Venus was the God of Beauty and Love yet she was married to Hephaestus, the mangled, grumpy and for all intents and purposes, ugly god. Why juxtapose such distinct figures? Are they doing the same job? The course discusses the interplay between ugliness and politics with focus on a number of central concepts such as race, social conflict, nationalism, ideology, dictatorship, propaganda and autonomy. Emphasis is put on the double role of the deployment of ugliness, as reinforcement of ideological and political ideas and as a force of social criticism. How does the state justify its own existence by the use of aesthetic narratives? How does the State identify undesirables? This class highlights how groups who feel somatically alike behave, and how their boundaries form and change over time. The focus will be interdisciplinary and multi-national, with case studies from past and present. The class will have a digital media focus as we will delve into issues of representation particularly with respect to race. For example, we will delve into the aesthetic discussion of northern and southern Sudanese as well and Hitler's Germany. The aim of the course is to locate ugliness within a larger framework of ethnic conflict and nation building practices. My hope is to extend discussions of ugliness beyond the confines of aesthetics and situate it at the intersection of nationalism, power and citizenship. Beauty and ugliness, so easily relegated to individual preference, are linked indissolubly to gender, power and race relations in nation building projects. As Pierre Bourdieu (1984) observes, nothing is more distinctive, more distinguished, than the capacity to confer aesthetic status on objects that are banal or even 'common'. And these aesthetic distinctions, consciously and deliberately or not, fulfill a social function of legitimating social differences.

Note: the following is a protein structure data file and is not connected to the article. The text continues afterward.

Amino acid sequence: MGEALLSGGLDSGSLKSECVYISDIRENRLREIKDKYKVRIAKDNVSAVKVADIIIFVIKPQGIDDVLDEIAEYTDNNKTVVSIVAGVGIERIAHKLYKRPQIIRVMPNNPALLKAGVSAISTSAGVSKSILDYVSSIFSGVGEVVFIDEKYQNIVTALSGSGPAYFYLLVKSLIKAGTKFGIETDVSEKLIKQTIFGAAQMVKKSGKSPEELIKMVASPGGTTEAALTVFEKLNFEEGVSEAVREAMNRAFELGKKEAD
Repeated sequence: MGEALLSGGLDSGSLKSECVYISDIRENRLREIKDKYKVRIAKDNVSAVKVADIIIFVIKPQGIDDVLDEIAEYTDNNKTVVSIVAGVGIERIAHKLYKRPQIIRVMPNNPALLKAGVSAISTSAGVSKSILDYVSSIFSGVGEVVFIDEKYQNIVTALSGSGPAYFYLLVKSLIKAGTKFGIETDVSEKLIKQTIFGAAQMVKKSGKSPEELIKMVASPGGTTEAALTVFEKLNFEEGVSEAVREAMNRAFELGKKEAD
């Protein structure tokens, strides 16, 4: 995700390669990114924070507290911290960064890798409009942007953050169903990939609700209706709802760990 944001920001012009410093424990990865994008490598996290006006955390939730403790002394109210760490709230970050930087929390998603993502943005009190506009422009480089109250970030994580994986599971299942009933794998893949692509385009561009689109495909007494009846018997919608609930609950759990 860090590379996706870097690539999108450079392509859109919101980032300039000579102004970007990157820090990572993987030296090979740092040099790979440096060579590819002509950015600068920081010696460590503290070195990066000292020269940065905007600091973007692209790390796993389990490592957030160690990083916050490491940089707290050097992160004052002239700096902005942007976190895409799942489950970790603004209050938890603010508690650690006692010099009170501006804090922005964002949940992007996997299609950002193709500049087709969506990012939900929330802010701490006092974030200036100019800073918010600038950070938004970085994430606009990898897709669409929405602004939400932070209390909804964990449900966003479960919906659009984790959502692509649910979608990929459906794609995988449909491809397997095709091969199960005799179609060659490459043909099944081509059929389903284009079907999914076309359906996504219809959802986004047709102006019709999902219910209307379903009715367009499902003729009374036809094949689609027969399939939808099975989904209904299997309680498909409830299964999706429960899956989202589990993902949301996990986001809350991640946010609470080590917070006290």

Section 401 - SEM -
T 0130PM-0430PM